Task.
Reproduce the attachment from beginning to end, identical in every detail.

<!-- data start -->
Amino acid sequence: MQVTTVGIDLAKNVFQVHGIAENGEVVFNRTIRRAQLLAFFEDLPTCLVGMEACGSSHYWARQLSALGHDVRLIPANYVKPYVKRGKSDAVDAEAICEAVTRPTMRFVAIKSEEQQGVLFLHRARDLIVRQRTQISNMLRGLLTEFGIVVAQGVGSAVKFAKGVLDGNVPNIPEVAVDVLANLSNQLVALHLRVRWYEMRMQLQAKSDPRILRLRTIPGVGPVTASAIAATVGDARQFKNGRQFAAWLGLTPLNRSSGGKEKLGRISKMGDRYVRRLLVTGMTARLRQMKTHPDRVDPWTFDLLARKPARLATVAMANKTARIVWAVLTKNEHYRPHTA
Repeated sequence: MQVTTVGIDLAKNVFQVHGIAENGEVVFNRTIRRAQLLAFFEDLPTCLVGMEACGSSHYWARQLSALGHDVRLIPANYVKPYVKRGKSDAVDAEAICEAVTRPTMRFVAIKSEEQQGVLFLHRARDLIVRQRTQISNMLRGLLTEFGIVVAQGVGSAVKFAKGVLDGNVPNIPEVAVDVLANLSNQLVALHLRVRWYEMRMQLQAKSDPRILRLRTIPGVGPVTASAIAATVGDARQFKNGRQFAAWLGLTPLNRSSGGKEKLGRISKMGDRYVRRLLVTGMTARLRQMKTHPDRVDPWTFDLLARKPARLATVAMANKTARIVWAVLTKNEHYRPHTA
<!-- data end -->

Amino acid sequence: MQVTTVGIDLAKNVFQVHGIAENGEVVFNRTIRRAQLLAFFEDLPTCLVGMEACGSSHYWARQLSALGHDVRLIPANYVKPYVKRGKSDAVDAEAICEAVTRPTMRFVAIKSEEQQGVLFLHRARDLIVRQRTQISNMLRGLLTEFGIVVAQGVGSAVKFAKGVLDGNVPNIPEVAVDVLANLSNQLVALHLRVRWYEMRMQLQAKSDPRILRLRTIPGVGPVTASAIAATVGDARQFKNGRQFAAWLGLTPLNRSSGGKEKLGRISKMGDRYVRRLLVTGMTARLRQMKTHPDRVDPWTFDLLARKPARLATVAMANKTARIVWAVLTKNEHYRPHTA
Repeated sequence: MQVTTVGIDLAKNVFQVHGIAENGEVVFNRTIRRAQLLAFFEDLPTCLVGMEACGSSHYWARQLSALGHDVRLIPANYVKPYVKRGKSDAVDAEAICEAVTRPTMRFVAIKSEEQQGVLFLHRARDLIVRQRTQISNMLRGLLTEFGIVVAQGVGSAVKFAKGVLDGNVPNIPEVAVDVLANLSNQLVALHLRVRWYEMRMQLQAKSDPRILRLRTIPGVGPVTASAIAATVGDARQFKNGRQFAAWLGLTPLNRSSGGKEKLGRISKMGDRYVRRLLVTGMTARLRQMKTHPDRVDPWTFDLLARKPARLATVAMANKTARIVWAVLTKNEHYRPHTA